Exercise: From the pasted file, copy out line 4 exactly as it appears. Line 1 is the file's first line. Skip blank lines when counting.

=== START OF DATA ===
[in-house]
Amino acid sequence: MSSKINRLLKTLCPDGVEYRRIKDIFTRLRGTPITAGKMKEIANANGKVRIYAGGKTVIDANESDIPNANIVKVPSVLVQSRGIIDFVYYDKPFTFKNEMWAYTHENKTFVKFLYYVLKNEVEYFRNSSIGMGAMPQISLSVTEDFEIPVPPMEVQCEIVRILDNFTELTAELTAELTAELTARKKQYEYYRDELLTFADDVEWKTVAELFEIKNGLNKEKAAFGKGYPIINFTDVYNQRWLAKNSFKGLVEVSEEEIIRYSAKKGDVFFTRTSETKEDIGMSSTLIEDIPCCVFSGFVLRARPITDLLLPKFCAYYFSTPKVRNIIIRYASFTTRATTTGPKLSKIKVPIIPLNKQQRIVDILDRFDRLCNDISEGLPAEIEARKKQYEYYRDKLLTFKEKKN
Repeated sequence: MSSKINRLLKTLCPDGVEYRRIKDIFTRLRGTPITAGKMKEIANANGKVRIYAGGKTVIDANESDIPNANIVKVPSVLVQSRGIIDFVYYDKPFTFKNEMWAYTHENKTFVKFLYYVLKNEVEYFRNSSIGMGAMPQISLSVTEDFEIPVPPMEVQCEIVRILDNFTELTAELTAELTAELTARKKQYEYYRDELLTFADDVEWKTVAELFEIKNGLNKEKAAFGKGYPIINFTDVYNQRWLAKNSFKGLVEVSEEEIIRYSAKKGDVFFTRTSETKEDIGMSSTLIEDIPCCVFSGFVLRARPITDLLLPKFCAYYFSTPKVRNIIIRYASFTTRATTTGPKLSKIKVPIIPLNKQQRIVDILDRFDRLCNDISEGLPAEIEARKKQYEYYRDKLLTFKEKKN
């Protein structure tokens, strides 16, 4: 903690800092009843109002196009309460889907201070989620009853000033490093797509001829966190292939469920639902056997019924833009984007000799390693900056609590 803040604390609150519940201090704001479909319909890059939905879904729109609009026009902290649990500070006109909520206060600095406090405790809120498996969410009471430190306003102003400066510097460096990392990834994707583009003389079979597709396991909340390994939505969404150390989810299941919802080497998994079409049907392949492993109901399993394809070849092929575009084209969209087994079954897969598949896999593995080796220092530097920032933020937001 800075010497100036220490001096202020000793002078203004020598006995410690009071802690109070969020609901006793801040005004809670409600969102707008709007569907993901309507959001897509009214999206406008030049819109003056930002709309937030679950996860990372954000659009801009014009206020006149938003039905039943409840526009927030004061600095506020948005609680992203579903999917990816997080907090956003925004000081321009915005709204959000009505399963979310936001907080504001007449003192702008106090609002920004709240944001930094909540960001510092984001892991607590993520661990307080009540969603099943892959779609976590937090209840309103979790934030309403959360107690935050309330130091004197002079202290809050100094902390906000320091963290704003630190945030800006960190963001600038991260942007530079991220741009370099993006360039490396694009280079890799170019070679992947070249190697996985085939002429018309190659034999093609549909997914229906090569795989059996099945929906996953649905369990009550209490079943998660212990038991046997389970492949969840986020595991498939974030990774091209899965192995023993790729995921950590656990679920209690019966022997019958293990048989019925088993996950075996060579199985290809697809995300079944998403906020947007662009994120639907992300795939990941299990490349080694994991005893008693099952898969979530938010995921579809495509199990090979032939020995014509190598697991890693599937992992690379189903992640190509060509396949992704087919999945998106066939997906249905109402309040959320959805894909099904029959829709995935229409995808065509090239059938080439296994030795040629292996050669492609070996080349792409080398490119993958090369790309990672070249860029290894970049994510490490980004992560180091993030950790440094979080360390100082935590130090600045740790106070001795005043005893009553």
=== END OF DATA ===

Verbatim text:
């Protein structure tokens, strides 16, 4: 903690800092009843109002196009309460889907201070989620009853000033490093797509001829966190292939469920639902056997019924833009984007000799390693900056609590 803040604390609150519940201090704001479909319909890059939905879904729109609009026009902290649990500070006109909520206060600095406090405790809120498996969410009471430190306003102003400066510097460096990392990834994707583009003389079979597709396991909340390994939505969404150390989810299941919802080497998994079409049907392949492993109901399993394809070849092929575009084209969209087994079954897969598949896999593995080796220092530097920032933020937001 800075010497100036220490001096202020000793002078203004020598006995410690009071802690109070969020609901006793801040005004809670409600969102707008709007569907993901309507959001897509009214999206406008030049819109003056930002709309937030679950996860990372954000659009801009014009206020006149938003039905039943409840526009927030004061600095506020948005609680992203579903999917990816997080907090956003925004000081321009915005709204959000009505399963979310936001907080504001007449003192702008106090609002920004709240944001930094909540960001510092984001892991607590993520661990307080009540969603099943892959779609976590937090209840309103979790934030309403959360107690935050309330130091004197002079202290809050100094902390906000320091963290704003630190945030800006960190963001600038991260942007530079991220741009370099993006360039490396694009280079890799170019070679992947070249190697996985085939002429018309190659034999093609549909997914229906090569795989059996099945929906996953649905369990009550209490079943998660212990038991046997389970492949969840986020595991498939974030990774091209899965192995023993790729995921950590656990679920209690019966022997019958293990048989019925088993996950075996060579199985290809697809995300079944998403906020947007662009994120639907992300795939990941299990490349080694994991005893008693099952898969979530938010995921579809495509199990090979032939020995014509190598697991890693599937992992690379189903992640190509060509396949992704087919999945998106066939997906249905109402309040959320959805894909099904029959829709995935229409995808065509090239059938080439296994030795040629292996050669492609070996080349792409080398490119993958090369790309990672070249860029290894970049994510490490980004992560180091993030950790440094979080360390100082935590130090600045740790106070001795005043005893009553």